From Newchurch the path climbs up Disgwylfa Hill, where the close-cropped grass gives relief to our tired feet.  We skirt the large grounds of an incongruous modern house, and eventually drop down into Gladestry.  This is a larger village than Newchurch, with a large church and several characterful houses. Children are playing in the grounds of the primary school, which presumably has a precarious hold on life, but the post office and pub are both closed.  We ask a local for directions.  When we say he lives in a beautiful place, he hesitates before agreeing; he’s planning to move out.  Gladestry seems to be a gathering point for Offa walkers: we meet Mr Red and his two dogs from the day before (he’s no longer wearing red), and with two others we form a very loose procession up and along the last hill, Hergest Ridge.

Hergest, pronounced ‘Hargest’ locally, was known to us before only through Mike Oldfield’s 1974 LP, Hergest Ridge.  Neither of us has a copy.  Are we curious enough to want to revisit the music?  Like Disgwylfa the grass here is short and springy, and at times we seem to be on a golf course, with broad paths leading the way along the three-mile ridge.  Three women on horseback come upon us from behind, near where an eighteenth-century racecourse once stood.  Suddenly their horses gather speed and the earth trembles with the force of their hooves as they gallop past us.  Towards the end of the ridge a bizarre clump of monkey puzzle trees stands on its own, with a bench underneath for taking photos of innocent visitors.  The views are grand, or would be if a blue haze didn’t hang over the land.  To our left are outlier peaks we’ll revisit tomorrow, and to our right the lower land of Herefordshire.  Finally the path starts to descend, passing Hergest Croft Gardens on the way, and we’re greeted by a friendly road sign saying, ‘Welcome to Kington, the centre for walking’.  We have a coffee in the Border Bean, and unluckily fall into a conversation with an over-talkative old Kingtonian, who gives us his history and then forces us to admit that we were both once librarians.  ‘Books?  I love them.  Don’t read much but …’. Time to finish our flapjack and leave.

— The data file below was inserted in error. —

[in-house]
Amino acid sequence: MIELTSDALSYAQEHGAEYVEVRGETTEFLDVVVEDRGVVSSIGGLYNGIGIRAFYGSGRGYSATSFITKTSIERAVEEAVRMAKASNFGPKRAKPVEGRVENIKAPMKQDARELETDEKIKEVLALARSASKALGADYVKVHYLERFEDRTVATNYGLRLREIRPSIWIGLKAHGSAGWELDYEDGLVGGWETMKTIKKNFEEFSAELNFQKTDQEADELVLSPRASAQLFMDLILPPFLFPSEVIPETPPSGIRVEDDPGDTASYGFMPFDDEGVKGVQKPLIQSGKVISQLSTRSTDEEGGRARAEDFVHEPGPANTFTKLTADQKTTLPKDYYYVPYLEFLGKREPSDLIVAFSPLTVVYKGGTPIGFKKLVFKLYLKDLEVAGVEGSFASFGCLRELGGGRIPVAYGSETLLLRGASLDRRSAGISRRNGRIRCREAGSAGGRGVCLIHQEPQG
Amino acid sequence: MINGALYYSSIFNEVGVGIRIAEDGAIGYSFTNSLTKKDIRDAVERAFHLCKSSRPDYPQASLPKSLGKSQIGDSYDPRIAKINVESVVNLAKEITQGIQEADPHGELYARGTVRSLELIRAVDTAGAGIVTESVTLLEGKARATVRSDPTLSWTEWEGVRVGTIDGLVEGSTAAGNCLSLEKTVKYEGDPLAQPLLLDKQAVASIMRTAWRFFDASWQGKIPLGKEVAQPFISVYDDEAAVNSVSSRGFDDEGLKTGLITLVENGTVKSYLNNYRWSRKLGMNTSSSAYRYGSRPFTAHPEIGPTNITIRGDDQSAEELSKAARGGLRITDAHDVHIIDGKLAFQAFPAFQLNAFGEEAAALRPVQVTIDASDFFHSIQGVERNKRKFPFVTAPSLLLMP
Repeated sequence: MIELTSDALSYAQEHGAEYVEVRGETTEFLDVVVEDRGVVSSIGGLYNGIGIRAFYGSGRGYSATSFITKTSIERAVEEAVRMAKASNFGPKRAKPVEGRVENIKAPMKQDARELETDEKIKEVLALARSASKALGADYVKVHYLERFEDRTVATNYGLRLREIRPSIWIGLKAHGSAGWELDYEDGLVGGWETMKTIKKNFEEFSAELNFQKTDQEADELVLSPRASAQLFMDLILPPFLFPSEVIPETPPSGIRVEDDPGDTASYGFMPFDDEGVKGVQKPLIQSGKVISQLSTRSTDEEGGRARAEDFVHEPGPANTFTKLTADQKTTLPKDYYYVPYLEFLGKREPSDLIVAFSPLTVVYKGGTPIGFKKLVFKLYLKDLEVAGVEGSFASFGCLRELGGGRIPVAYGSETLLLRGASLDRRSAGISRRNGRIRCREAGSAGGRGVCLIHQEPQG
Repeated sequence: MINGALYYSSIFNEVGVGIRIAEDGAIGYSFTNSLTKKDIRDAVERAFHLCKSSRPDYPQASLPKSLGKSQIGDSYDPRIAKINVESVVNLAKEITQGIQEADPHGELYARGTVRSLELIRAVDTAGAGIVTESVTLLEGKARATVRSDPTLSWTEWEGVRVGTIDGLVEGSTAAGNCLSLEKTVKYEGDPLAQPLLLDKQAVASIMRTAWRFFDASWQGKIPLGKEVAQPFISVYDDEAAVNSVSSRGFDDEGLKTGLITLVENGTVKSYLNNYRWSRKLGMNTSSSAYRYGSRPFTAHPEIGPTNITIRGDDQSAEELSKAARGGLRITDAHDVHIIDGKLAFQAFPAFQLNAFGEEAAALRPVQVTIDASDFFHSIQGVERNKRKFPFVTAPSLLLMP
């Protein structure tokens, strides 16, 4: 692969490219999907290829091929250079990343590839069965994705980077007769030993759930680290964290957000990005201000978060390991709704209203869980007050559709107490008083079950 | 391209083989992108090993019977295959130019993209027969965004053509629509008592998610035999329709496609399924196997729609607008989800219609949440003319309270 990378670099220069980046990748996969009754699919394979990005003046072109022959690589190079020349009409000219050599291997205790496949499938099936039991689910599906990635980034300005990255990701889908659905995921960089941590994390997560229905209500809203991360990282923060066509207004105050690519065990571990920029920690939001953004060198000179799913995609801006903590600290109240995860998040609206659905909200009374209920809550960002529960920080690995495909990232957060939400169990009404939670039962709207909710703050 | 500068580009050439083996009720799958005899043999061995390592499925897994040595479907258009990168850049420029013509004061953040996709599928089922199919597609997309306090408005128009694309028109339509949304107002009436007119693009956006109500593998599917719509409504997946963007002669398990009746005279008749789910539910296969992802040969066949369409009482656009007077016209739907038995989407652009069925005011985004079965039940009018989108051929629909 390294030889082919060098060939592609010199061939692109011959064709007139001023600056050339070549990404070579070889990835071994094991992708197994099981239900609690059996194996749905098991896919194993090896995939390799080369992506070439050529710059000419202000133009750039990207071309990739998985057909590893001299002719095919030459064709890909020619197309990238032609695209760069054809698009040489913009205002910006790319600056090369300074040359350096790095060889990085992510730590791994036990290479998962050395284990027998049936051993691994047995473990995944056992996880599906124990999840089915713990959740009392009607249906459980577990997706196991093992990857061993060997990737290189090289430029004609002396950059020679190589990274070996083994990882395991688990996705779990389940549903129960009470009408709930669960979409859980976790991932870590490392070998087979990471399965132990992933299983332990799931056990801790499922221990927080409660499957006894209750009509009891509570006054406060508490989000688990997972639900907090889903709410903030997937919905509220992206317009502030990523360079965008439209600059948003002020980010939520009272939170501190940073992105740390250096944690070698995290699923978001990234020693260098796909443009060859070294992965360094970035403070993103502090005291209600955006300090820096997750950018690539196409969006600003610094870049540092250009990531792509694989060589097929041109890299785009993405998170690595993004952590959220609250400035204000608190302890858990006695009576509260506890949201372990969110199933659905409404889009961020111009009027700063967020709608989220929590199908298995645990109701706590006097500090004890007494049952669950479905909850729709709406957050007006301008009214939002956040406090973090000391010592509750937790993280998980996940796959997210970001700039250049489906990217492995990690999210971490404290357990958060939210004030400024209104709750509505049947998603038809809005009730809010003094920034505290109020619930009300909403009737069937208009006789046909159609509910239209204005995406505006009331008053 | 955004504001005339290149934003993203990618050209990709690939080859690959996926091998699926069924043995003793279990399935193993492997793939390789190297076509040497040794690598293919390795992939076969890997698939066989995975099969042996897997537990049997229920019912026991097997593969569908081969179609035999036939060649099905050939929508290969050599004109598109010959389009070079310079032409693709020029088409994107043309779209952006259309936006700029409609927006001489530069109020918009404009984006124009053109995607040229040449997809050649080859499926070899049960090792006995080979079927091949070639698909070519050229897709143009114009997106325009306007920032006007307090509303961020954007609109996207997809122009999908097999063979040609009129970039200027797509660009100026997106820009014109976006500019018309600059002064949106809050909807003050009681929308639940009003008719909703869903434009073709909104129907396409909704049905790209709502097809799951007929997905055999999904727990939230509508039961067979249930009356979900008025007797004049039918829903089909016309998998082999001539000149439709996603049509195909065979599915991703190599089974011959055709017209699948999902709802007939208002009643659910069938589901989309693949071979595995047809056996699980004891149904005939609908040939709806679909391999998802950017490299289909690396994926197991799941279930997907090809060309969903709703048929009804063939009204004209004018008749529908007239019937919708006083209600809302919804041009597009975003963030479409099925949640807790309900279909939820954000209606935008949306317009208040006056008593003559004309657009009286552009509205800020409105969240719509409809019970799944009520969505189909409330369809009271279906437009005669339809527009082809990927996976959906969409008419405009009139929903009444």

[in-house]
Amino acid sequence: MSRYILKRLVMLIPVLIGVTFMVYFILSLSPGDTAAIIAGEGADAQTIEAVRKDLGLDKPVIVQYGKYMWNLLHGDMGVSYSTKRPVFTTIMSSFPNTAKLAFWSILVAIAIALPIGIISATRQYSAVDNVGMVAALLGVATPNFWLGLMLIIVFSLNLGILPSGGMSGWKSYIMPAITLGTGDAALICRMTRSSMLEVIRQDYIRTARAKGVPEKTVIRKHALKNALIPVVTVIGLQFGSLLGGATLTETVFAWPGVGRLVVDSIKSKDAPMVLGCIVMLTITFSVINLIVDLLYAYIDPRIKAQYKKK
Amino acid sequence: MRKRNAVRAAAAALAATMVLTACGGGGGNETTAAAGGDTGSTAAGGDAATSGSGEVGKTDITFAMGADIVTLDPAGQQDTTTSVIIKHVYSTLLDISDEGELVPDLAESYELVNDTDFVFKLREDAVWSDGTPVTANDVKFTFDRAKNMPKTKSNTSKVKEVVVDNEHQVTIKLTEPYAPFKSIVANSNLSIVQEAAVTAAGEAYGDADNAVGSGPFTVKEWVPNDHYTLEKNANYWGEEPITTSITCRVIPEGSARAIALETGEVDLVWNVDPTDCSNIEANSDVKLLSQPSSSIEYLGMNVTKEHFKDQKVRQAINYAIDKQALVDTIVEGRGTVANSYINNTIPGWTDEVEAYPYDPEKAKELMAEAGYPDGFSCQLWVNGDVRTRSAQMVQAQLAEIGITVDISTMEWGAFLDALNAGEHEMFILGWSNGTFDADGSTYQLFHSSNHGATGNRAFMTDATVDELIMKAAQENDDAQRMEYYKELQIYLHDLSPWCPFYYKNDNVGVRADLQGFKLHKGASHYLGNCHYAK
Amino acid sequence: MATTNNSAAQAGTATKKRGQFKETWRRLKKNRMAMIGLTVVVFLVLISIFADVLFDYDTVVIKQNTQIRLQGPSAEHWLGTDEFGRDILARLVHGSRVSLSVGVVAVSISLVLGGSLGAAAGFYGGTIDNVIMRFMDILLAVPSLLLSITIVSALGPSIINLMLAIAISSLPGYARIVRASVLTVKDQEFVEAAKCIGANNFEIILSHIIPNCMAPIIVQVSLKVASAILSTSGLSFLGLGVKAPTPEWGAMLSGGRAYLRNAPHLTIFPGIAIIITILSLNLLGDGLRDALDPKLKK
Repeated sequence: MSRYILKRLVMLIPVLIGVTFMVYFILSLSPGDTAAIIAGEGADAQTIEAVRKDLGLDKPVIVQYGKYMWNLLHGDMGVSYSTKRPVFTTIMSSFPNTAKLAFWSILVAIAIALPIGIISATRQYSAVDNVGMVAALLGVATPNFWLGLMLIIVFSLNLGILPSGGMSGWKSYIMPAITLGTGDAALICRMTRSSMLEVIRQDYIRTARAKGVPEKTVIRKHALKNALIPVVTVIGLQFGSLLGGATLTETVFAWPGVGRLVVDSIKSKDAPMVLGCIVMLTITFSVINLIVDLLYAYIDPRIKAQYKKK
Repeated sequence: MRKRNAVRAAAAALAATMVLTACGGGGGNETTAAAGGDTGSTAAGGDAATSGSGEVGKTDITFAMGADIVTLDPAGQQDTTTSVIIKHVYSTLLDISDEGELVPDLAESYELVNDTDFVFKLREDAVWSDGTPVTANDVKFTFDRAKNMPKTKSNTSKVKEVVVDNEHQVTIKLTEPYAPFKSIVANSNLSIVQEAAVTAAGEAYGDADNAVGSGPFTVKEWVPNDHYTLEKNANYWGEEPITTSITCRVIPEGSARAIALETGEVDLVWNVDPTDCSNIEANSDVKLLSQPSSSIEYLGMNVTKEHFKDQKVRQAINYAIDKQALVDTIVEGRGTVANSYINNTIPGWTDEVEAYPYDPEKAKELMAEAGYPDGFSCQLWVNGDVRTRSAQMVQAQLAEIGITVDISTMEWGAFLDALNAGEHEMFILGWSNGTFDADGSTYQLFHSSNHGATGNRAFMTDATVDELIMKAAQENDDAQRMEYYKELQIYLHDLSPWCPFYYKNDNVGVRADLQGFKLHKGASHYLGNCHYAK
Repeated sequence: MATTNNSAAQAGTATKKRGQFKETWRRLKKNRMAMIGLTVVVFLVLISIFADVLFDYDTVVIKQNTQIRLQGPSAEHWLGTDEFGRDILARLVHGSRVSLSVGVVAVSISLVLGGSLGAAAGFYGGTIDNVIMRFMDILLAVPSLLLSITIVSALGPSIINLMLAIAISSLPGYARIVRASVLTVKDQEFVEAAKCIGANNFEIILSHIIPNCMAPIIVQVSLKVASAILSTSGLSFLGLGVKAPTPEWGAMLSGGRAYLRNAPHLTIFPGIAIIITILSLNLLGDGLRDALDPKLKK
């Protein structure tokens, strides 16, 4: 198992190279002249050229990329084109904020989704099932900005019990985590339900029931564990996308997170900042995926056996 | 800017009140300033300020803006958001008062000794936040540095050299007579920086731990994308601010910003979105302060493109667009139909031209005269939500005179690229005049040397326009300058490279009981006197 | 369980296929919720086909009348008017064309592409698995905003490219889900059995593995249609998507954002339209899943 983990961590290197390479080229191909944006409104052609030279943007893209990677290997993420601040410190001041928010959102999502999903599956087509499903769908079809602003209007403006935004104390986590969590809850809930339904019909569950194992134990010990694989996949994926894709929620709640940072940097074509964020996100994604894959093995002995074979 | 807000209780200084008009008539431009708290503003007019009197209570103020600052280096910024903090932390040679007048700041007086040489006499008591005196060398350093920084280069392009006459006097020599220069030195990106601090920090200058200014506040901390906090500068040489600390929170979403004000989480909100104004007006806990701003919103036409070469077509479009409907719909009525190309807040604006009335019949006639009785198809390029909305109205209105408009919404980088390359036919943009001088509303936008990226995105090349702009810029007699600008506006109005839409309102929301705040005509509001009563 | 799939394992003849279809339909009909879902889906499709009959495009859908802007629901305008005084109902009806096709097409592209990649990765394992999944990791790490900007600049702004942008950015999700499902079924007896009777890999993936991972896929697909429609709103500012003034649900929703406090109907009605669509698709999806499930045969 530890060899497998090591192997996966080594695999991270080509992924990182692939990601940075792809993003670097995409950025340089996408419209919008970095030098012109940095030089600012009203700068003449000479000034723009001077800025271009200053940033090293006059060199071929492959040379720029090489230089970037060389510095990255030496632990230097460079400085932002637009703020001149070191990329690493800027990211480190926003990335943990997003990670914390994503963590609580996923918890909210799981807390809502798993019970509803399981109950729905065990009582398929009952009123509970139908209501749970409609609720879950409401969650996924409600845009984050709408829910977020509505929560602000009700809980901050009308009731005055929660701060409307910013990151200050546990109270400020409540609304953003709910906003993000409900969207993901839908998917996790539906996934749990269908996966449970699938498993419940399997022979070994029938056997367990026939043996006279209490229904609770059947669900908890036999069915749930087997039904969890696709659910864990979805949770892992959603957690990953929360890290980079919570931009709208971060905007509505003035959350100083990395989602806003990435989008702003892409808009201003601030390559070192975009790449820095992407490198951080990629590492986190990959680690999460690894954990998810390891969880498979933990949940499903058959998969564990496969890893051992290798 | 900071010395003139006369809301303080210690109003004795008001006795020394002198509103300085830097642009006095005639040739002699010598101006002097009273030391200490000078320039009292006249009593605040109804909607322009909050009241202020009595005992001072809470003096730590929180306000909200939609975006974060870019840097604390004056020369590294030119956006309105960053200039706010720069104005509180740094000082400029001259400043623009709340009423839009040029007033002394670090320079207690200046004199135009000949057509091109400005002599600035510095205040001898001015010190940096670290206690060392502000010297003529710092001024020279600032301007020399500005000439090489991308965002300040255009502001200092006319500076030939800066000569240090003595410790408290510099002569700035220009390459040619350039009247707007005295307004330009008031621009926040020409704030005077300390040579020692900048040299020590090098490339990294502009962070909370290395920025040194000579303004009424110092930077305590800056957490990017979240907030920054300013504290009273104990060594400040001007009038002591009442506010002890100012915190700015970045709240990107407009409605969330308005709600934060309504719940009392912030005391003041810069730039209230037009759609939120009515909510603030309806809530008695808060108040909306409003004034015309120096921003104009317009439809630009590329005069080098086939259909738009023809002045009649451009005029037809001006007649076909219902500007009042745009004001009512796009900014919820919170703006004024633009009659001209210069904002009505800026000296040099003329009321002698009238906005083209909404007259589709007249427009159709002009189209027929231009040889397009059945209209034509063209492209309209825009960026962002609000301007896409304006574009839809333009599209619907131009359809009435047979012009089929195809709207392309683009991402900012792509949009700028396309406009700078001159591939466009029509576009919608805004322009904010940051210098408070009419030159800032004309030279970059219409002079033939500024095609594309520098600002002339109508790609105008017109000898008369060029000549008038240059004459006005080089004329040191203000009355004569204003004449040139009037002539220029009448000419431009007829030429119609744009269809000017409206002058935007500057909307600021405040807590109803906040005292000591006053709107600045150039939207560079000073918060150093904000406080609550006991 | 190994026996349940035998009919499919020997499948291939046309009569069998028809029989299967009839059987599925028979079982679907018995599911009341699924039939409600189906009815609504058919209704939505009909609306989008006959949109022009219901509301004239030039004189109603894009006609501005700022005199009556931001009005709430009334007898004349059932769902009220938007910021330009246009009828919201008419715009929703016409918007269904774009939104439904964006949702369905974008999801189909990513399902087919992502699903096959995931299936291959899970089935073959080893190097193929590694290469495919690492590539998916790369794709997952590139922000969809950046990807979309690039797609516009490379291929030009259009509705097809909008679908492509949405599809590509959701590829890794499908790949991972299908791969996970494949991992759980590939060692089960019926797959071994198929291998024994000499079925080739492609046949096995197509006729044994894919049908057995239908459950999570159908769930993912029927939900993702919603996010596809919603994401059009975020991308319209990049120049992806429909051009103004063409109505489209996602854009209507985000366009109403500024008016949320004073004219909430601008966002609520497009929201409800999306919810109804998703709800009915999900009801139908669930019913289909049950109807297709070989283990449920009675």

Our quarters are in the town’s main street.  They’re centuries old, and we need to bend double when entering our rooms to avoid head injuries.  Our host, T., has come from her other job in the local golf club (the highest in England) to open up.  When we arrive at a local pub for a meal, who should be behind the bar but T, in her third job of the day – either an example of a portfolio career or a sad reflection of what our society has become.  Kington has a well-preserved streetscape, with plenty of quirky architecture from the sixteenth century on, but also a slight air of neglect and isolation.  On the recommendation of T. and The Old Kingtonian we visit Ye Olde Tavern, a remarkable alehouse on the edge of town that masquerades as an ordinary house. T. had warned us that there’s little to do in Kington than talk and drink.  She was joking, I think, but the drink and chatter go on till late at night outside the pub next to our lodgings.  My last thought before sleep is that this is the first, and probably last, day we haven’t got lost.

Gladestry Church